The present invention resolves the shortcomings and fulfills the needs identified above. The invention relates to a highly collapsible, highly portable, extremely lightweight, highly reusable, machine washable potty training device that may be fitted onto a conventional toilet seat effortlessly, without need of additional stall space, to allow children to use toilets safely. To fulfill these needs, the invention is provided with a compactable, lightweight, washable, and impermeable enclosure that is to be fitted around a toilet seat; resilient bands positioned along the edges of and forming the enclosure; multiple orifices on the enclosure aligned over the toilet bowl; multiple straps connecting the top and bottom portions of the enclosure through the orifices; a sleeve fixed at the open end of the enclosure for receiving a chord; and a stopper placed on and to be used in conjunction with the chord to fasten the open end of the enclosure to a toilet.
There has thus been outlined, rather broadly, the more important features of the present invention so that its detail description, following below, and contributions to the art may be better understood. To this effect, those of ordinary skill in the art should readily recognize the features and advantages of the present invention upon a reading of the detailed description, in conjunction with the accompanying drawings, of the currently preferred and illustrative embodiments of the invention. Thus, before discussing the preferred embodiment of the invention in detailed, it should be understood that the invention should not be limited in its application to the details of the specific components, manufacturing, and arrangement illustrated in the description and drawings below. The invention may be represented in other embodiments and may be practiced in other similar or equivalent manner. Also, it should be understood that the phraseology and terminology utilized herein is not intended and should not be interpreted as being limiting of the present invention.
It is therefore an object of the present invention to provide a potty training device that is highly collapsible and compactable, portable and capable of being inconspicuously transported.
It is another object of the present invention to provide a potty training device that is extremely light so that it can be carried without additional effort.
It is another object of the present invention to provide a potty training device that may be fitted unto any conventional toilet seat.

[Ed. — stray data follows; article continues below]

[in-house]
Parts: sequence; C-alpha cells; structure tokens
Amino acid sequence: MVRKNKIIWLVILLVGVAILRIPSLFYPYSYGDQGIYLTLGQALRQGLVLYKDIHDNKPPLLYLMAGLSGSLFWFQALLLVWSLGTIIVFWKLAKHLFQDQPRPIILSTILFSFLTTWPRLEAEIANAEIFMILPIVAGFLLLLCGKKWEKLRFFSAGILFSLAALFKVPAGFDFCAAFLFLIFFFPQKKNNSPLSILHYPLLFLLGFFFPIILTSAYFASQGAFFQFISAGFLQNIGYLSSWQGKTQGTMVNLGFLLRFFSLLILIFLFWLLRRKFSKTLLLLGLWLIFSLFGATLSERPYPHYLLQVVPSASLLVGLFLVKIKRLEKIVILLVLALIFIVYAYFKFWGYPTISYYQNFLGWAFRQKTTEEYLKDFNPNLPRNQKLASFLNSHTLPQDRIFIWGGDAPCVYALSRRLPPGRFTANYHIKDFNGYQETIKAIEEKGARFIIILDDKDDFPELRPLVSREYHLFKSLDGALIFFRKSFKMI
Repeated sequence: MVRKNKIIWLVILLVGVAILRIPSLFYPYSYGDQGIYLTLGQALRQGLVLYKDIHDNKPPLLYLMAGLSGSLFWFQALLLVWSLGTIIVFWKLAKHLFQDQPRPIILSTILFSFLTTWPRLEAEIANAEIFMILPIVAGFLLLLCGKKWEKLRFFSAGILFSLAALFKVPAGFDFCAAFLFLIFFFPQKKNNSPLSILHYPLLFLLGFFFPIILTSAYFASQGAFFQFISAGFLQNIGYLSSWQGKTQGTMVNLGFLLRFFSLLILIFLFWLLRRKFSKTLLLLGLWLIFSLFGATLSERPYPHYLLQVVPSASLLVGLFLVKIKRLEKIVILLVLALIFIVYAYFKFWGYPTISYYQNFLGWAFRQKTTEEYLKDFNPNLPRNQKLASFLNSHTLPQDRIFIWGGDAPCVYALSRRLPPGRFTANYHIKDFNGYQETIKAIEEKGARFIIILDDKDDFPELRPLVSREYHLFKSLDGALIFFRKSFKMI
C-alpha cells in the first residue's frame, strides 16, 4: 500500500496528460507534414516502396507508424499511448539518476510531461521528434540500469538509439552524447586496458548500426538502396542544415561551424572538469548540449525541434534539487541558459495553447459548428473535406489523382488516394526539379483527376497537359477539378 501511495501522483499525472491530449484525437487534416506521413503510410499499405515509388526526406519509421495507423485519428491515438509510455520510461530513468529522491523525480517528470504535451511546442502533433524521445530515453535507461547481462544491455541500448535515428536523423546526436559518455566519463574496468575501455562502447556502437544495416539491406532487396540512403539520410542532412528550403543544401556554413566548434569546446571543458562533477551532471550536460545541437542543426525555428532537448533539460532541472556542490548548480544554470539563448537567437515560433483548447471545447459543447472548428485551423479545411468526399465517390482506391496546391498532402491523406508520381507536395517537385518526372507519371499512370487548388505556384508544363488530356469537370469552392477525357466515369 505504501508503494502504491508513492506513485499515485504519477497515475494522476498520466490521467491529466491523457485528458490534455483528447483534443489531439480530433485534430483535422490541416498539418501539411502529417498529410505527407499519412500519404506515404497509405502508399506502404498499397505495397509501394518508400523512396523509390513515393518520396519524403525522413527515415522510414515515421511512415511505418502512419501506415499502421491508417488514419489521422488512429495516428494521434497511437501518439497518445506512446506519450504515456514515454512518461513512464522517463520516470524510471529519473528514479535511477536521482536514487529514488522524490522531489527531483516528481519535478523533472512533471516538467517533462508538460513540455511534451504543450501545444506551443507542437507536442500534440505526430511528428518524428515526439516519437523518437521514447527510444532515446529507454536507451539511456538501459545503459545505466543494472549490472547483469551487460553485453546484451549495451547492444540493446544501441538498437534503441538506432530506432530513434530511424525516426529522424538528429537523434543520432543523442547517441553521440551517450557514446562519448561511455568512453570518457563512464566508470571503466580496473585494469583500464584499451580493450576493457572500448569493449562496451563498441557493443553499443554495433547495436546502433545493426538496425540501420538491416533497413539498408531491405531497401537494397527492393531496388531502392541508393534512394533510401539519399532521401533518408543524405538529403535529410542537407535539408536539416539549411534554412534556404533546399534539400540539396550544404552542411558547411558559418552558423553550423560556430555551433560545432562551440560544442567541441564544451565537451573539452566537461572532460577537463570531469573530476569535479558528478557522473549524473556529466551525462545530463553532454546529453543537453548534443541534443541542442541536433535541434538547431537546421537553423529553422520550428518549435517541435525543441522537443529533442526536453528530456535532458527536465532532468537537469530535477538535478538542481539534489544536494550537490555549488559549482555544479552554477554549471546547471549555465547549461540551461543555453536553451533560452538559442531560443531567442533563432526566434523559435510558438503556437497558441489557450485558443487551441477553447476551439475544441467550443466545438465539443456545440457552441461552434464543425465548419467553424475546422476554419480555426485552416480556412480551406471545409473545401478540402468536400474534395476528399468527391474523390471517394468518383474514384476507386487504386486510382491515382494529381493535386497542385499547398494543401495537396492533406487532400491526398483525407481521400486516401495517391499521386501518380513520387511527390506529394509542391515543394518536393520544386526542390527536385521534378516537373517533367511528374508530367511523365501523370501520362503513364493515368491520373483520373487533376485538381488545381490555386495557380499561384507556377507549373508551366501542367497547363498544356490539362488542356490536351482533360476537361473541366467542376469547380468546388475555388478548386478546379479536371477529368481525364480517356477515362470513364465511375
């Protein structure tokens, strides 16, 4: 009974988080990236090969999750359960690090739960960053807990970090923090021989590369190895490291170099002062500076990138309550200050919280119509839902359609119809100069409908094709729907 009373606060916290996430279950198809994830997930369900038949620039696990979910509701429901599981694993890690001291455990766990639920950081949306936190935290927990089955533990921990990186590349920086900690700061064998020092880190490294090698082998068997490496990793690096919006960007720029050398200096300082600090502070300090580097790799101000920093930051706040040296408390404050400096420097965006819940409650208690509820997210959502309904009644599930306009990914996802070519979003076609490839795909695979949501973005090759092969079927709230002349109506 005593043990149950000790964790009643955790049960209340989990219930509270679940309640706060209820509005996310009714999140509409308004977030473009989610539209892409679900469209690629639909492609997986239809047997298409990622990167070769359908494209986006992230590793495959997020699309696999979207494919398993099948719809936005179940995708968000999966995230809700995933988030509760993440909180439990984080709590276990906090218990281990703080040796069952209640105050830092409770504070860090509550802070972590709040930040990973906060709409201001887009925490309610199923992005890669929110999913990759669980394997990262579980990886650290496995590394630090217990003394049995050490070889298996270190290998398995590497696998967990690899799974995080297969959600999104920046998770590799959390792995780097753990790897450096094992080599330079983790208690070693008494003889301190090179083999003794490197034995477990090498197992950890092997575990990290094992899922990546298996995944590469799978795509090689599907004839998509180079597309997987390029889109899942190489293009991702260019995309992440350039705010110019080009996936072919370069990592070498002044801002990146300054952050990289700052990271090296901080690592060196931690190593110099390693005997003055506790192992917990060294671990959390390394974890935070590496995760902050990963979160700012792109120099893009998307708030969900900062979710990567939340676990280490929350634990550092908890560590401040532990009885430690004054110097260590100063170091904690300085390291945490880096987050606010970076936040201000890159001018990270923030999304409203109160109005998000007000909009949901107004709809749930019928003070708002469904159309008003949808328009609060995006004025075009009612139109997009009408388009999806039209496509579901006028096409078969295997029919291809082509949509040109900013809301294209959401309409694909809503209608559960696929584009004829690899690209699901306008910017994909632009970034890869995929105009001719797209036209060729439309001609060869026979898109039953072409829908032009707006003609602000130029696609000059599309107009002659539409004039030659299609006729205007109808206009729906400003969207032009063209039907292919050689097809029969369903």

It is another object of the present invention to provide a potty training device that may be reassembled within the confinements of stalls of any size.
It is another object of the present invention to provide a potty training device that is extremely easy to use.
It is another object of the present invention to provide a potty training device that may be used as a sanitary barrier.
It is another object of the present invention to provide a potty training device that is highly reusable and durable.
It is another object of the present invention to provide a potty training device that is machine washable in its entirety.
It is another object of the present invention to provide a potty training device that may be used with such consistency as to make the use of toilets a natural and normal daily activity.
It is another object of the present invention to provide a potty training device that may be easily manufactured and marketed.
The above together with other objects of the invention, along with various features of novelty that characterize the invention, are identified and explained with more particularity in the claims annexed to and forming part of this disclosure. For a better understanding of the invention, its operating advantages and specific objects attained by its uses, reference should be made to the accompanying drawings and descriptive matter in which there are illustrated preferred embodiments of the invention.
Referring to the drawings, and particularly to
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|Cited Patent||Filing date||Publication date||Applicant||Title|
|US1358222 *||Sep 27, 1919||Nov 9, 1920||Levy Joseph I||Sanitary toilet-seat cover|
|US1710620 *||Jan 3, 1928||Apr 23, 1929||Cecelia Hawkins Agnes||Child's seat attachment for water-closet seats|
|US2249322 *||Apr 5, 1940||Jul 15, 1941||Mcquaid Irene C||Toilet seat|
|US2888686 *||Jan 7, 1957||Jun 2, 1959||Schrader Constance A||Child's toilet seat|
|Citing Patent||Filing date||Publication date||Applicant||Title|
|US7996930||Apr 8, 2009||Aug 16, 2011||William Carter||Disposable collapsible portable toilet|
|US8209793||Jul 21, 2011||Jul 3, 2012||William Carter||Collapsible portable toilet|
|US20090070921 *||Jul 7, 2008||Mar 19, 2009||Ysquared Enterprises, Inc.||Disposable toilet seat cover for use in potty training|
|US20090255046 *||Apr 8, 2009||Oct 15, 2009||William Carter||Disposable collapsible portable toilet|
|DE102010011286A1 *||Mar 13, 2010||Sep 15, 2011||Ekkehard Schedler||Hygiene protection device for toilets, has toilet latch and thin-walled ductile hose section, which is assembled with upper extent section and lower extent section|
|U.S. Classification||4/239, 4/245.1|
|International Classification||A47K11/02, A47K13/06, A47K13/00|
|Oct 25, 2009||FPAY||Fee payment|
Year of fee payment: 4
|Jan 3, 2014||REMI||Maintenance fee reminder mailed|
|May 23, 2014||LAPS||Lapse for failure to pay maintenance fees|
|Jul 15, 2014||FP||Expired due to failure to pay maintenance fee|
Effective date: 20140523